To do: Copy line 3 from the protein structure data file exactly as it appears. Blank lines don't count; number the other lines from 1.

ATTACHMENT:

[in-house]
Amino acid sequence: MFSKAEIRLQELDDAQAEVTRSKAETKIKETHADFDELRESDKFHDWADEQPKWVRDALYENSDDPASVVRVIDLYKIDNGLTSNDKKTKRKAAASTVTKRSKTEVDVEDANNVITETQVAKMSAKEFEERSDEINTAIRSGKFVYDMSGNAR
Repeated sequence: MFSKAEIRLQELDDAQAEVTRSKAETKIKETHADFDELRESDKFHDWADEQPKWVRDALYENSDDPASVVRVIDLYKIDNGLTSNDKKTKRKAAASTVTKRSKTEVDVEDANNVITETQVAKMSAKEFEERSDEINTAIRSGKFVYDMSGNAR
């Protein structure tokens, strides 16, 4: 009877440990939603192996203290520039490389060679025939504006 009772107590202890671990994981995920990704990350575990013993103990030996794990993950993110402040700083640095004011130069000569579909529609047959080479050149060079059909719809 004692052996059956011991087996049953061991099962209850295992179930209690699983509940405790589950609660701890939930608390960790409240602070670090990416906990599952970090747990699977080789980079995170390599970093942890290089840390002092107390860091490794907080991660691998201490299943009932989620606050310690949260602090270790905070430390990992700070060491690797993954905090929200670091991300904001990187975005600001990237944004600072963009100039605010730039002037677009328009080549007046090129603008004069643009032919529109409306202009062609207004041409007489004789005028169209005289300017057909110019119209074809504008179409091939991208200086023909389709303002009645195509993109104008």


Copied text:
Repeated sequence: MFSKAEIRLQELDDAQAEVTRSKAETKIKETHADFDELRESDKFHDWADEQPKWVRDALYENSDDPASVVRVIDLYKIDNGLTSNDKKTKRKAAASTVTKRSKTEVDVEDANNVITETQVAKMSAKEFEERSDEINTAIRSGKFVYDMSGNAR